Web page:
(Thomson Reuters Foundation) - Growing up in a conservative Christian home and school, Kyle Meyaard-Schaap learned a lot about scripture and its values but “almost nothing about climate change”, he remembers.
The U.S. evangelical movement he belongs to has long stood out in public opinion polls both for its backing of conservative Republican politicians and its doubts about climate change, in a nation where views on the issue remain deeply partisan.
But in Meyaard-Schaap’s religious community in Michigan, “climate change wasn’t explicitly maligned - it was just ignored”, said the now 31-year-old. “My overwhelming experience was silence,” he told the Thomson Reuters Foundation by phone.
That changed when his brother returned “transformed” from a semester studying faith and ecology in New Zealand, convinced environmental action was “not a jettisoning of the values we had been taught but an effort to live more fully into them”.
Today, Meyaard-Schaap is among those at the forefront of efforts to win over a bigger share of the politically powerful evangelical movement to supporting climate action as an expression of their faith.
As vice president of the Evangelical Environmental Network, Meyaard-Schaap is working to persuade more of his community that caring about climate change is in line with their fervent beliefs and “our faith calls for us to do something about it”.
It is a slow process but one that could unlock the broader U.S. political support crucial to drive forward Democratic President Joe Biden’s ambitious climate agenda.
“Shifting even a handful of (evangelicals) can be really important and necessary,” said Meyaard-Schaap, a lanky, amenable organizer who still lives in Michigan.
“This is a really strategic and important constituency that can have a disproportionate impact on the federal conversation around climate change,” he added.
White evangelical Christians make up about a quarter of U.S. voters and are a powerful enough block that election exit polls single them out.
In the 2016 presidential elections, 80% of them voted for Donald Trump, according to the Edison Research polling service, helping sweep a climate science denier into office.
But when Biden unseated Trump in the U.S. presidential race last year, Trump’s evangelical support had slipped to 76%, with some significant shifts in swing states like Georgia and Michigan that decided the 2020 elections.
Frustration with Trump’s handling of the coronavirus pandemic and ethical questions surrounding his presidency certainly contributed to that swing.
But Jim Ball, founder and co-chair of the campaign Evangelicals for Biden, thinks rising concern about climate change, particularly among younger evangelical voters, also played a role.
In Georgia, which ultimately decided the presidential election, more than 100,000 evangelical voters switched parties, Ball said, in a state where Biden won by 12,670 votes.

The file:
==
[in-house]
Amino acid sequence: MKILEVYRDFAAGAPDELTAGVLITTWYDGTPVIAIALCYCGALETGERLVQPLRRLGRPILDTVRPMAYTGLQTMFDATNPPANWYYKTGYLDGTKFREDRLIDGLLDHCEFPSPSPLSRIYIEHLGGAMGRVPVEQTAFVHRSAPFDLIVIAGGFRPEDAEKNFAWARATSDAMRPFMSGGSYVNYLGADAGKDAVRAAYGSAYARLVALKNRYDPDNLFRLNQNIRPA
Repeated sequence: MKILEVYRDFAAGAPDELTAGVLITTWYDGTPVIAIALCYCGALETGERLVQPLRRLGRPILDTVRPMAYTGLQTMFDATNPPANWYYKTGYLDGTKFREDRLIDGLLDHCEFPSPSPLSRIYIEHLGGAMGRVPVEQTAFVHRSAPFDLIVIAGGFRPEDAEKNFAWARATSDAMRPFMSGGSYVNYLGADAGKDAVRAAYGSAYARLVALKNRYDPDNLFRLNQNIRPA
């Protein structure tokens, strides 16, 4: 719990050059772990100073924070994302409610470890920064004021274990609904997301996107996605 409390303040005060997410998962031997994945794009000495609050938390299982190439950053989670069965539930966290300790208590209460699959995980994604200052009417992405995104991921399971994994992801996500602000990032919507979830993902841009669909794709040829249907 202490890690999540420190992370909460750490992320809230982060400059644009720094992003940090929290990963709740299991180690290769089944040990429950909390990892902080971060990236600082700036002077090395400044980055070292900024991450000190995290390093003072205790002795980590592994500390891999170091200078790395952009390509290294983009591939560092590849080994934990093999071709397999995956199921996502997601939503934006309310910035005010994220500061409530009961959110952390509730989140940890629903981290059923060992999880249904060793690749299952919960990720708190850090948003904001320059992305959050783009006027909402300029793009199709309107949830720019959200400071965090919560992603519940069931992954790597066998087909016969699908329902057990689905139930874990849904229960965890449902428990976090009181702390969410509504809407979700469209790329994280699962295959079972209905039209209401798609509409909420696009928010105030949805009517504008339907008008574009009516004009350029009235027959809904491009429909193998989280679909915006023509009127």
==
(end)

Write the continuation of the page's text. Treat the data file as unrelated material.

Evangelicals are still strongly Republican, but “when people say evangelicals are dead-enders on climate, I say we have way more people than we need to create a movement, and to play our part,” added Ball, an evangelical minister.
Shifting political views on climate change are evident in the U.S. Congress, where a decade ago, “the official Republican Party line was doubt that climate change was even occurring,” Meyaard-Schaap noted.
Now, Republicans are introducing their own climate change bills, he said - and pressure on the issue from core voting groups, including some evangelicals, is part of the reason.
Growing support from within Republicans’ own constituencies makes them “feel safe stepping out” and taking climate action, said Meyaard-Schaap, who until February led his organization’s youth subsidiary, Young Evangelicals for Climate Action (YECA).
During his nearly five years in that role, he saw first-hand how young evangelicals helped spark political shifts.
In a meeting with former Senate majority leader Mitch McConnell’s chief of staff in 2017, one young evangelical warned that despite his own conservative views, “I cannot claim today’s Republican Party because it’s left me behind on climate change.”
“You could see the smile on the chief of staff’s face falter,” Meyaard-Schaap remembered.
“Here were young evangelicals ... saying you’ve lost us - your irrational position on climate change means you’re losing an entire generation of your most dedicated voters.”
Evangelical youth have similarly pressed older church leaders to drop their opposition to climate action.
When YECA members noticed in 2015 that the 40-million-member National Association of Evangelicals had no official position on global warming, they wrote to hundreds of church leaders, asking them to pass a resolution acknowledging climate threats.
But the head of one particularly conservative denomination blocked the resolution - until a young activist from the denomination sent him a filmed “climate testimony”, saying he saw “creation care” as central to his own religious calling.
Moved, the leader agreed to abstain from voting on the resolution, which went on to pass.
As they age, young evangelicals will assume leadership positions, removing such roadblocks, Meyaard-Schaap said. But with a swift response to climate threats needed, established church officials also have to be won over.
Youth are telling them, “we have to start putting some of this silliness aside and start taking action to defend our kids, and do what Jesus said about loving our neighbors,” he said.
On climate action, “we know we don’t have a big enough choir yet so we have to build a bigger choir loft”, he added, both within the evangelical religious movement and more broadly.
Ball said young people “have a unique moral authority” to demand climate action, as they will face the impacts of climate decisions taken - or put off - today.
“They can influence their leaders, their grandparents, their parents. That’s why they’re so strategic,” he said.